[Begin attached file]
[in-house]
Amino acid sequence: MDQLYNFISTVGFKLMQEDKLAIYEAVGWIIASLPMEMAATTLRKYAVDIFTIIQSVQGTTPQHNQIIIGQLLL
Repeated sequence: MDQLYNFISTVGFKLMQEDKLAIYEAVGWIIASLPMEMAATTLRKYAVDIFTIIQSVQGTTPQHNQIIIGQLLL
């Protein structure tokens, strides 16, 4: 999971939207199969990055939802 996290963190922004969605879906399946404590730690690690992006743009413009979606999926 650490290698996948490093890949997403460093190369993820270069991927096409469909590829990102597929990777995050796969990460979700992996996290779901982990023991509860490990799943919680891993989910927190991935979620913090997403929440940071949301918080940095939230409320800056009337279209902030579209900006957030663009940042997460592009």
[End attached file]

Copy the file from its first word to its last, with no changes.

[in-house]
Amino acid sequence: MDQLYNFISTVGFKLMQEDKLAIYEAVGWIIASLPMEMAATTLRKYAVDIFTIIQSVQGTTPQHNQIIIGQLLL
Repeated sequence: MDQLYNFISTVGFKLMQEDKLAIYEAVGWIIASLPMEMAATTLRKYAVDIFTIIQSVQGTTPQHNQIIIGQLLL
């Protein structure tokens, strides 16, 4: 999971939207199969990055939802 996290963190922004969605879906399946404590730690690690992006743009413009979606999926 650490290698996948490093890949997403460093190369993820270069991927096409469909590829990102597929990777995050796969990460979700992996996290779901982990023991509860490990799943919680891993989910927190991935979620913090997403929440940071949301918080940095939230409320800056009337279209902030579209900006957030663009940042997460592009």